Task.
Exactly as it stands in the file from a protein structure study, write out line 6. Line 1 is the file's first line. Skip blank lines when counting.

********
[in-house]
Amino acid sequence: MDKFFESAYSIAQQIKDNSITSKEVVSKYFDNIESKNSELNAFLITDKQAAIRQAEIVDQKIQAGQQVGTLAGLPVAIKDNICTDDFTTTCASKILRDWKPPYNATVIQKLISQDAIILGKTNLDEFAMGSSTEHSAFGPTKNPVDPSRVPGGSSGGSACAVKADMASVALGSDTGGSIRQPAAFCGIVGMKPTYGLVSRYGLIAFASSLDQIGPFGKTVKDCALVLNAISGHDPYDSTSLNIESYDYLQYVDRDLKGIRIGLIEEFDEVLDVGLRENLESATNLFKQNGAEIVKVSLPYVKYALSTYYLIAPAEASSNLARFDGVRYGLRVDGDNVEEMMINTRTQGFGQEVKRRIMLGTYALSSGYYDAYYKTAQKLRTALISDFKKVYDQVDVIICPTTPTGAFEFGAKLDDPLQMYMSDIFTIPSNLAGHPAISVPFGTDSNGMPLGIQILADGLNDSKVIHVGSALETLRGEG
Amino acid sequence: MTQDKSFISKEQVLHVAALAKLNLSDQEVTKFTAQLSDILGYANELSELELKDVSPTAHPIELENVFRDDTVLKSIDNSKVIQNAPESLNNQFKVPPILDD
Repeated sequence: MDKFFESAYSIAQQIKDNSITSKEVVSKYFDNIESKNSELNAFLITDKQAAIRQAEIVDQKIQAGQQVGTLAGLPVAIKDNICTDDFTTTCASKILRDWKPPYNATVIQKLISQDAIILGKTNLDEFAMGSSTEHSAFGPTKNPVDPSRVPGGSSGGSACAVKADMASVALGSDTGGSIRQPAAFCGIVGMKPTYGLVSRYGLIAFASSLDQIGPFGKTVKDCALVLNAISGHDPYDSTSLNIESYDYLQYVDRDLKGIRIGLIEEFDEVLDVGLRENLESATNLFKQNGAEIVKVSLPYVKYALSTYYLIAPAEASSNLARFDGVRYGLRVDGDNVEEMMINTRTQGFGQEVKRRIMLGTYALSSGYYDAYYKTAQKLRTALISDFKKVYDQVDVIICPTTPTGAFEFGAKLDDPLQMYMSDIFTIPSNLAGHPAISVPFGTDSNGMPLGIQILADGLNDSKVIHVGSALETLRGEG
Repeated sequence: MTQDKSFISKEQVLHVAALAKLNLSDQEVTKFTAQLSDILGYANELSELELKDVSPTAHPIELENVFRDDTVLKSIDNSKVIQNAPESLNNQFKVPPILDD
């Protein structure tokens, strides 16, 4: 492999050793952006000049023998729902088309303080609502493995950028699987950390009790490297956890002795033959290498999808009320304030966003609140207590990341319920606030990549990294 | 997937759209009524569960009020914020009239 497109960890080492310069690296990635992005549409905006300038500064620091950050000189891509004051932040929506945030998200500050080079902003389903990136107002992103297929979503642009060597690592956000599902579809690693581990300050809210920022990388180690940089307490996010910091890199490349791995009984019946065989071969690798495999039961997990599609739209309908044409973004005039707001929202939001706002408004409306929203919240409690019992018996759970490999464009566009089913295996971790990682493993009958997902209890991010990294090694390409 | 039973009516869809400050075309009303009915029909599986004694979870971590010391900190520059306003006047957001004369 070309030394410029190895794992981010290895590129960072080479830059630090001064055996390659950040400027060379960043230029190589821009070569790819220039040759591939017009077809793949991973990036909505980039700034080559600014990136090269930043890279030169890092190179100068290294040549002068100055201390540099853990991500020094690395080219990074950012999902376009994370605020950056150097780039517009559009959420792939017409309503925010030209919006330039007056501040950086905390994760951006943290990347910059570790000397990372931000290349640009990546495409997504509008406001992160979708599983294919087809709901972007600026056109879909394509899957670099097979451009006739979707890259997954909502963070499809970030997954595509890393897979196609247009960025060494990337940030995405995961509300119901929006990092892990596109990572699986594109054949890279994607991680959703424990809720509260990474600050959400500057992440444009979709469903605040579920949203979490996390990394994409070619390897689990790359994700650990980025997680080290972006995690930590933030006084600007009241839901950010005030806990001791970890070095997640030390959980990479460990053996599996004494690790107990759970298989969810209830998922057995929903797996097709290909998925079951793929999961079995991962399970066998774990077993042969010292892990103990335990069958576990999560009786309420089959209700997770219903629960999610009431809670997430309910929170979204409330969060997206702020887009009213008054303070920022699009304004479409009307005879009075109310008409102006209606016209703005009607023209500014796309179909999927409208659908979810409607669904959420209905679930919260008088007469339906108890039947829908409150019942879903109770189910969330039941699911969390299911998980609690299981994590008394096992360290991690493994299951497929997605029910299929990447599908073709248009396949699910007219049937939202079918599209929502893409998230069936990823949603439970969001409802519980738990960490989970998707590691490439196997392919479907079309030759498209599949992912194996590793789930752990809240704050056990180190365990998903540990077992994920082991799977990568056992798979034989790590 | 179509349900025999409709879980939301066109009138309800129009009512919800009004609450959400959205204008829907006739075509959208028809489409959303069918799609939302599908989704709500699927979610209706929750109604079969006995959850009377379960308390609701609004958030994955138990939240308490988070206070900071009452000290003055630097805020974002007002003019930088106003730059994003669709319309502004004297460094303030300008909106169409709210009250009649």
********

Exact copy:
């Protein structure tokens, strides 16, 4: 492999050793952006000049023998729902088309303080609502493995950028699987950390009790490297956890002795033959290498999808009320304030966003609140207590990341319920606030990549990294 | 997937759209009524569960009020914020009239 497109960890080492310069690296990635992005549409905006300038500064620091950050000189891509004051932040929506945030998200500050080079902003389903990136107002992103297929979503642009060597690592956000599902579809690693581990300050809210920022990388180690940089307490996010910091890199490349791995009984019946065989071969690798495999039961997990599609739209309908044409973004005039707001929202939001706002408004409306929203919240409690019992018996759970490999464009566009089913295996971790990682493993009958997902209890991010990294090694390409 | 039973009516869809400050075309009303009915029909599986004694979870971590010391900190520059306003006047957001004369 070309030394410029190895794992981010290895590129960072080479830059630090001064055996390659950040400027060379960043230029190589821009070569790819220039040759591939017009077809793949991973990036909505980039700034080559600014990136090269930043890279030169890092190179100068290294040549002068100055201390540099853990991500020094690395080219990074950012999902376009994370605020950056150097780039517009559009959420792939017409309503925010030209919006330039007056501040950086905390994760951006943290990347910059570790000397990372931000290349640009990546495409997504509008406001992160979708599983294919087809709901972007600026056109879909394509899957670099097979451009006739979707890259997954909502963070499809970030997954595509890393897979196609247009960025060494990337940030995405995961509300119901929006990092892990596109990572699986594109054949890279994607991680959703424990809720509260990474600050959400500057992440444009979709469903605040579920949203979490996390990394994409070619390897689990790359994700650990980025997680080290972006995690930590933030006084600007009241839901950010005030806990001791970890070095997640030390959980990479460990053996599996004494690790107990759970298989969810209830998922057995929903797996097709290909998925079951793929999961079995991962399970066998774990077993042969010292892990103990335990069958576990999560009786309420089959209700997770219903629960999610009431809670997430309910929170979204409330969060997206702020887009009213008054303070920022699009304004479409009307005879009075109310008409102006209606016209703005009607023209500014796309179909999927409208659908979810409607669904959420209905679930919260008088007469339906108890039947829908409150019942879903109770189910969330039941699911969390299911998980609690299981994590008394096992360290991690493994299951497929997605029910299929990447599908073709248009396949699910007219049937939202079918599209929502893409998230069936990823949603439970969001409802519980738990960490989970998707590691490439196997392919479907079309030759498209599949992912194996590793789930752990809240704050056990180190365990998903540990077992994920082991799977990568056992798979034989790590 | 179509349900025999409709879980939301066109009138309800129009009512919800009004609450959400959205204008829907006739075509959208028809489409959303069918799609939302599908989704709500699927979610209706929750109604079969006995959850009377379960308390609701609004958030994955138990939240308490988070206070900071009452000290003055630097805020974002007002003019930088106003730059994003669709319309502004004297460094303030300008909106169409709210009250009649």